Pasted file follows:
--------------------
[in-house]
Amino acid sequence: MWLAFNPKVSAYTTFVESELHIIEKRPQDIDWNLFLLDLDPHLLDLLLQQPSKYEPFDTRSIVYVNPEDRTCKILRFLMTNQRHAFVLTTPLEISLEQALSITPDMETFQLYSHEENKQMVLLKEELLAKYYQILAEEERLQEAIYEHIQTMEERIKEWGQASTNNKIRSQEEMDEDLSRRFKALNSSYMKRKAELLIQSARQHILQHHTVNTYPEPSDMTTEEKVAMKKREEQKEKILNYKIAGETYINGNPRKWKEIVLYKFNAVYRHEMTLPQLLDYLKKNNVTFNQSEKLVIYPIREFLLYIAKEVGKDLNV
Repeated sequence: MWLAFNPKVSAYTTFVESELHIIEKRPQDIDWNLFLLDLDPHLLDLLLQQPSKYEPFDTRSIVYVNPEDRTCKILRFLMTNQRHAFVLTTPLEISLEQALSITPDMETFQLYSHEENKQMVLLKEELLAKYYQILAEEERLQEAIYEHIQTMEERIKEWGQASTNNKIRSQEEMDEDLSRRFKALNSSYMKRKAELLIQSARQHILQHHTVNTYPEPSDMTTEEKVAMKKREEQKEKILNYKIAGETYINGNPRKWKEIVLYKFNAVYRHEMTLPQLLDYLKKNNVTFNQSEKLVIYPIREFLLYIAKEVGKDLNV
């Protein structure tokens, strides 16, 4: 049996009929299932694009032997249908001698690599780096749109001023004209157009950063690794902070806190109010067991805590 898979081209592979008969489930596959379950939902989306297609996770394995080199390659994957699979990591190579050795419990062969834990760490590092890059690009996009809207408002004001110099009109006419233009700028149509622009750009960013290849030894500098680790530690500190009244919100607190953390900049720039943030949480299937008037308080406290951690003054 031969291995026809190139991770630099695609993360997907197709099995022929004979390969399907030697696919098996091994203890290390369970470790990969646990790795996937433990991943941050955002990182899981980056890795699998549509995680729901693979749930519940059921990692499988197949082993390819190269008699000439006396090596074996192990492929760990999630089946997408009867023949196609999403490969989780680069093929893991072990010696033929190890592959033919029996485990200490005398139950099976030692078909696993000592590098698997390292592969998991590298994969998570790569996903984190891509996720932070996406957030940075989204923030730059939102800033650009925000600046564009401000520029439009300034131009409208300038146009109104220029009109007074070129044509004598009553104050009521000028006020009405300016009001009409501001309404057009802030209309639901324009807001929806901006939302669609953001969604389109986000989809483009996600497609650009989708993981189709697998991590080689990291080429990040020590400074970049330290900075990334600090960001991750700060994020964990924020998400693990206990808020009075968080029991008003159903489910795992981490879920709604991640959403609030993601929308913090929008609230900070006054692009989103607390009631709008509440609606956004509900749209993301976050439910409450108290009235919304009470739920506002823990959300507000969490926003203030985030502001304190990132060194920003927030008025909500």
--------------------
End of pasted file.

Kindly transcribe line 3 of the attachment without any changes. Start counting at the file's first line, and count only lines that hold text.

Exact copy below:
Repeated sequence: MWLAFNPKVSAYTTFVESELHIIEKRPQDIDWNLFLLDLDPHLLDLLLQQPSKYEPFDTRSIVYVNPEDRTCKILRFLMTNQRHAFVLTTPLEISLEQALSITPDMETFQLYSHEENKQMVLLKEELLAKYYQILAEEERLQEAIYEHIQTMEERIKEWGQASTNNKIRSQEEMDEDLSRRFKALNSSYMKRKAELLIQSARQHILQHHTVNTYPEPSDMTTEEKVAMKKREEQKEKILNYKIAGETYINGNPRKWKEIVLYKFNAVYRHEMTLPQLLDYLKKNNVTFNQSEKLVIYPIREFLLYIAKEVGKDLNV